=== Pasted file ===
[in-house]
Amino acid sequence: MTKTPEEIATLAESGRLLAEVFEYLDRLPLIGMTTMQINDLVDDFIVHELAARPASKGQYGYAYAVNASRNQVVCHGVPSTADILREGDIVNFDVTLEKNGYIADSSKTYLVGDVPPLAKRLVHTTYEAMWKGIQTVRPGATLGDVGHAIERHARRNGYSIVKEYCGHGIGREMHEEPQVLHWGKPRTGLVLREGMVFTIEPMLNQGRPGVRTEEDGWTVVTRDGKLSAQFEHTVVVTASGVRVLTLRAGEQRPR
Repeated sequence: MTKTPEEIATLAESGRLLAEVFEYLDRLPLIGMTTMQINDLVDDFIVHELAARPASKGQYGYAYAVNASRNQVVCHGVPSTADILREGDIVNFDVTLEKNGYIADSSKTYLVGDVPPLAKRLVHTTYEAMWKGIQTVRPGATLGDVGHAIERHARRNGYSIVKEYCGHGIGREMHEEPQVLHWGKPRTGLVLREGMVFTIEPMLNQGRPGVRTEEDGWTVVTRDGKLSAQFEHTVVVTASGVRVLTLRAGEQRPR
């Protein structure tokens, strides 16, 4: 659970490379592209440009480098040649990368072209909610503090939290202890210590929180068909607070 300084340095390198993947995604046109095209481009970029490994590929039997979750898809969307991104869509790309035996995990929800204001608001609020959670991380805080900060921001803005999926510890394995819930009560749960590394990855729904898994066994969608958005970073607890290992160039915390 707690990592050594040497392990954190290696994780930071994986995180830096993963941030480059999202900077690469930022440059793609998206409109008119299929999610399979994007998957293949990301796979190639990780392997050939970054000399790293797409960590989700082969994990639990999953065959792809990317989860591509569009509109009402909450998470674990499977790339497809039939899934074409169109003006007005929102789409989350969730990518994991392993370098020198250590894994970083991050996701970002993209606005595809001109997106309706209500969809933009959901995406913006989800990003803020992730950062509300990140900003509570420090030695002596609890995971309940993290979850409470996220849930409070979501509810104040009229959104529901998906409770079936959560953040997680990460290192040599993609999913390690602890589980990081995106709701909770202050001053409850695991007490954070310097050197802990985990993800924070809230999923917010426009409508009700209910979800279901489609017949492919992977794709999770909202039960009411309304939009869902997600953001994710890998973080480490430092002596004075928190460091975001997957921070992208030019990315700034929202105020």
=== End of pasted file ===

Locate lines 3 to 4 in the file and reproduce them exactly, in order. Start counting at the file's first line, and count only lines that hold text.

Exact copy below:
Repeated sequence: MTKTPEEIATLAESGRLLAEVFEYLDRLPLIGMTTMQINDLVDDFIVHELAARPASKGQYGYAYAVNASRNQVVCHGVPSTADILREGDIVNFDVTLEKNGYIADSSKTYLVGDVPPLAKRLVHTTYEAMWKGIQTVRPGATLGDVGHAIERHARRNGYSIVKEYCGHGIGREMHEEPQVLHWGKPRTGLVLREGMVFTIEPMLNQGRPGVRTEEDGWTVVTRDGKLSAQFEHTVVVTASGVRVLTLRAGEQRPR
């Protein structure tokens, strides 16, 4: 659970490379592209440009480098040649990368072209909610503090939290202890210590929180068909607070 300084340095390198993947995604046109095209481009970029490994590929039997979750898809969307991104869509790309035996995990929800204001608001609020959670991380805080900060921001803005999926510890394995819930009560749960590394990855729904898994066994969608958005970073607890290992160039915390 707690990592050594040497392990954190290696994780930071994986995180830096993963941030480059999202900077690469930022440059793609998206409109008119299929999610399979994007998957293949990301796979190639990780392997050939970054000399790293797409960590989700082969994990639990999953065959792809990317989860591509569009509109009402909450998470674990499977790339497809039939899934074409169109003006007005929102789409989350969730990518994991392993370098020198250590894994970083991050996701970002993209606005595809001109997106309706209500969809933009959901995406913006989800990003803020992730950062509300990140900003509570420090030695002596609890995971309940993290979850409470996220849930409070979501509810104040009229959104529901998906409770079936959560953040997680990460290192040599993609999913390690602890589980990081995106709701909770202050001053409850695991007490954070310097050197802990985990993800924070809230999923917010426009409508009700209910979800279901489609017949492919992977794709999770909202039960009411309304939009869902997600953001994710890998973080480490430092002596004075928190460091975001997957921070992208030019990315700034929202105020």